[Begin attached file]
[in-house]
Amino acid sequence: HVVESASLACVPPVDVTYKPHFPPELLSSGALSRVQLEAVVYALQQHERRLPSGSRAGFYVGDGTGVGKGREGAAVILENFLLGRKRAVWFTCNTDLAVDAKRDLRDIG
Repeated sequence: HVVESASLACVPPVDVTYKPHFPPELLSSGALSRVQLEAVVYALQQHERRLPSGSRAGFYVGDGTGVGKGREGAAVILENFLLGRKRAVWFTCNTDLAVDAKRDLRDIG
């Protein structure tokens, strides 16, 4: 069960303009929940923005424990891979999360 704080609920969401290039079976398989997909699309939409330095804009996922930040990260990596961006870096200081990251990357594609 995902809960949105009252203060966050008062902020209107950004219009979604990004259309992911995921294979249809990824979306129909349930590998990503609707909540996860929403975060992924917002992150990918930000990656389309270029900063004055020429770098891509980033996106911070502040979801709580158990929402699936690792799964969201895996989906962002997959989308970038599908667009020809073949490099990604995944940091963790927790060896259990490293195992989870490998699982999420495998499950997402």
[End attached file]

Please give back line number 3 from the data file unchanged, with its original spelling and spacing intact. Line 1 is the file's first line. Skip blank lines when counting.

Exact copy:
Repeated sequence: HVVESASLACVPPVDVTYKPHFPPELLSSGALSRVQLEAVVYALQQHERRLPSGSRAGFYVGDGTGVGKGREGAAVILENFLLGRKRAVWFTCNTDLAVDAKRDLRDIG